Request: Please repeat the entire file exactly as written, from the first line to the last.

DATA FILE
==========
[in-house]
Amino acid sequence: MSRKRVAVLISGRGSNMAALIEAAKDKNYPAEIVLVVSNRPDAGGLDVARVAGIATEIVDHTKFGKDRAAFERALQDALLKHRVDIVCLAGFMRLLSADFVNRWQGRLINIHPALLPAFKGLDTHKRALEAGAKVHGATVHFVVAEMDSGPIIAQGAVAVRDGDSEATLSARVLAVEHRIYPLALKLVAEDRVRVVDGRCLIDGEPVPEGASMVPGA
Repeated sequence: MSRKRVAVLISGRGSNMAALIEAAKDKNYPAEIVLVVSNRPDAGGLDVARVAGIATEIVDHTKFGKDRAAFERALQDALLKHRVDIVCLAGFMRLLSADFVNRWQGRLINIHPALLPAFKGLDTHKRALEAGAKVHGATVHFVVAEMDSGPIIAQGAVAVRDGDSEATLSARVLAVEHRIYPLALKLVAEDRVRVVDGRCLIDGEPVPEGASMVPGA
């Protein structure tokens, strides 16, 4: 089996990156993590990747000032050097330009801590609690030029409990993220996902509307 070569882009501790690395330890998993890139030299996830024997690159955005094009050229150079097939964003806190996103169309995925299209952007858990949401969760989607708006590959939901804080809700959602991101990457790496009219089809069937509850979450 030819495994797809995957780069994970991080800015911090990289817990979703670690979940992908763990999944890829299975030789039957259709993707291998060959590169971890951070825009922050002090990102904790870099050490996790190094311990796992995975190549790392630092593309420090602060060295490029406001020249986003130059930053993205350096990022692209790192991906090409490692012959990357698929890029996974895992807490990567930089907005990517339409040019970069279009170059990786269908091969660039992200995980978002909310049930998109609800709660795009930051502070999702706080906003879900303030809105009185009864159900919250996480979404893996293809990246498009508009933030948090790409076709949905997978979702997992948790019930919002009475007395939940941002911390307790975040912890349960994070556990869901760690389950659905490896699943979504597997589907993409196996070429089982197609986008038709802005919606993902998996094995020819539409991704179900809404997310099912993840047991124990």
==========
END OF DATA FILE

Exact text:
[in-house]
Amino acid sequence: MSRKRVAVLISGRGSNMAALIEAAKDKNYPAEIVLVVSNRPDAGGLDVARVAGIATEIVDHTKFGKDRAAFERALQDALLKHRVDIVCLAGFMRLLSADFVNRWQGRLINIHPALLPAFKGLDTHKRALEAGAKVHGATVHFVVAEMDSGPIIAQGAVAVRDGDSEATLSARVLAVEHRIYPLALKLVAEDRVRVVDGRCLIDGEPVPEGASMVPGA
Repeated sequence: MSRKRVAVLISGRGSNMAALIEAAKDKNYPAEIVLVVSNRPDAGGLDVARVAGIATEIVDHTKFGKDRAAFERALQDALLKHRVDIVCLAGFMRLLSADFVNRWQGRLINIHPALLPAFKGLDTHKRALEAGAKVHGATVHFVVAEMDSGPIIAQGAVAVRDGDSEATLSARVLAVEHRIYPLALKLVAEDRVRVVDGRCLIDGEPVPEGASMVPGA
């Protein structure tokens, strides 16, 4: 089996990156993590990747000032050097330009801590609690030029409990993220996902509307 070569882009501790690395330890998993890139030299996830024997690159955005094009050229150079097939964003806190996103169309995925299209952007858990949401969760989607708006590959939901804080809700959602991101990457790496009219089809069937509850979450 030819495994797809995957780069994970991080800015911090990289817990979703670690979940992908763990999944890829299975030789039957259709993707291998060959590169971890951070825009922050002090990102904790870099050490996790190094311990796992995975190549790392630092593309420090602060060295490029406001020249986003130059930053993205350096990022692209790192991906090409490692012959990357698929890029996974895992807490990567930089907005990517339409040019970069279009170059990786269908091969660039992200995980978002909310049930998109609800709660795009930051502070999702706080906003879900303030809105009185009864159900919250996480979404893996293809990246498009508009933030948090790409076709949905997978979702997992948790019930919002009475007395939940941002911390307790975040912890349960994070556990869901760690389950659905490896699943979504597997589907993409196996070429089982197609986008038709802005919606993902998996094995020819539409991704179900809404997310099912993840047991124990």